Gauls appalled at H'w'd villians.
They've seen Vincent tassel bested by George Clooney and company--twice--in "Ocean's Twelve" and "Thirteen." They've watched Bruce Willis blow up French baddies in "Live Free and Die Hard." And many may even have had a few laughs despite themselves at Sacha Baron Cohen as a pompous, nasty (and gay) "Formule Une" driver in "Talladega Nights."
But French media have had enough of theft" countrymen being Hollywood's latest villains from the wrong side of the pond--a role long held by Brits.
Le Monde recently reminisced wistfully at the long-gone days when the French "were hailed as nonchalant, heroic Resistance fighters ... before Hollywood cast a caustic eye on the venal Chirac and his band of capitulators."
Left-wing daily Liberation was shocked and awed that the "Die Hard 4" terrorists could "speak the language of Moliere which to the imperialist Yankee ear sounds the same as the voice of a Nazi or a Paki." Gaul-bashing is also risk-free, in Liberation's eyes: "Italian-Americans or Chinese-Americans are communities. Others, such as the Arab lobby, are more vigilant."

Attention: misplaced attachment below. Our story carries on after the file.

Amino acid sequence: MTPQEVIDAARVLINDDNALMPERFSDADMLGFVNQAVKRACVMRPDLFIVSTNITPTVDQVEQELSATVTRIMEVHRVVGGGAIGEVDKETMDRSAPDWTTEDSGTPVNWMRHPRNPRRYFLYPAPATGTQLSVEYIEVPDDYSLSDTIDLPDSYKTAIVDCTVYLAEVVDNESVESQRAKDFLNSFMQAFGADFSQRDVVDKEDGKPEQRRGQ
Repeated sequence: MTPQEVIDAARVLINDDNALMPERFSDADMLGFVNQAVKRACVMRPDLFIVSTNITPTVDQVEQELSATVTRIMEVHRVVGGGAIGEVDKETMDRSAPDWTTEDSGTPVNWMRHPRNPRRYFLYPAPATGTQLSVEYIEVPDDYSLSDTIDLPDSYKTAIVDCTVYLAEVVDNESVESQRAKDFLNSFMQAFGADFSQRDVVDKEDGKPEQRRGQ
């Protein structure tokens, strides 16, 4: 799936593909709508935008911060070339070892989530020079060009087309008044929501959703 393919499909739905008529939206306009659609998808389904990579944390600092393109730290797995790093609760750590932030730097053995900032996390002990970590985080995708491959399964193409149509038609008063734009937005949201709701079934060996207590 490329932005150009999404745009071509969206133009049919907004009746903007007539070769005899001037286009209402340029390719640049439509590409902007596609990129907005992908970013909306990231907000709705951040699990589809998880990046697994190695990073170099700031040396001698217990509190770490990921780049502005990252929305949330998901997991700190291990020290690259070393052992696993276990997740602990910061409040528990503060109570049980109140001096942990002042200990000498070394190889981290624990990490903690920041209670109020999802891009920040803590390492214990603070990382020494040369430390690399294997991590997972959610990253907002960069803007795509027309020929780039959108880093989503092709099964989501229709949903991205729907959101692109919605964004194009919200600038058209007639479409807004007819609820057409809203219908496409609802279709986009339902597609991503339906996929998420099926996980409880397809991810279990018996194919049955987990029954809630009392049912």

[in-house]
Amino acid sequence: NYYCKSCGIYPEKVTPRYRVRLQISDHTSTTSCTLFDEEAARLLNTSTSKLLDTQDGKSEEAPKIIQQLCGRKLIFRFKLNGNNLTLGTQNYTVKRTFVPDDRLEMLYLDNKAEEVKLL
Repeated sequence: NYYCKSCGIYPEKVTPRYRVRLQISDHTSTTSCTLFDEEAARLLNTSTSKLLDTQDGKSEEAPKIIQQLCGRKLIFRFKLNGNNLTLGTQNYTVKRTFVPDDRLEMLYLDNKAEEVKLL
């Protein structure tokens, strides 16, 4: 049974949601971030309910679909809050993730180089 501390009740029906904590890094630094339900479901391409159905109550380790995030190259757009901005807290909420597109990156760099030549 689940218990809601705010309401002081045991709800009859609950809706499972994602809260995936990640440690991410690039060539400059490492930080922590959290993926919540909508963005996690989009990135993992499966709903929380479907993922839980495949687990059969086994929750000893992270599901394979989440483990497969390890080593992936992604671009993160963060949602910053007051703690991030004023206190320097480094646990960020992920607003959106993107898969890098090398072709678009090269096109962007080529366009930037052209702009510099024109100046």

For Paris Match, the typical Frenchman a la Tinseltown in this era of freedom fries is "a smoker, not very clean, vain, craven and unreliable. He has come to embody the depraved morals of 'Old Europe' as evoked by Bush.... Each of his defeats displays American superiority."
All of which begets the age-old question of whether French scribes need a collective chill pill.
At least Julie Delpy seems to have been given a pass as writer-director of "2 Days in Paris," perhaps due to her ability to deftly and charmingly play off French and American stereotypes.
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|Title Annotation:||Smoke & Mirrors: BEHIND THE SCENES OF THE BIZ'S DEALS, DECISIONS AND DIVERSIONS; French people's reaction how they are portrayed in movies|
|Article Type:||Brief article|
|Date:||Jul 30, 2007|
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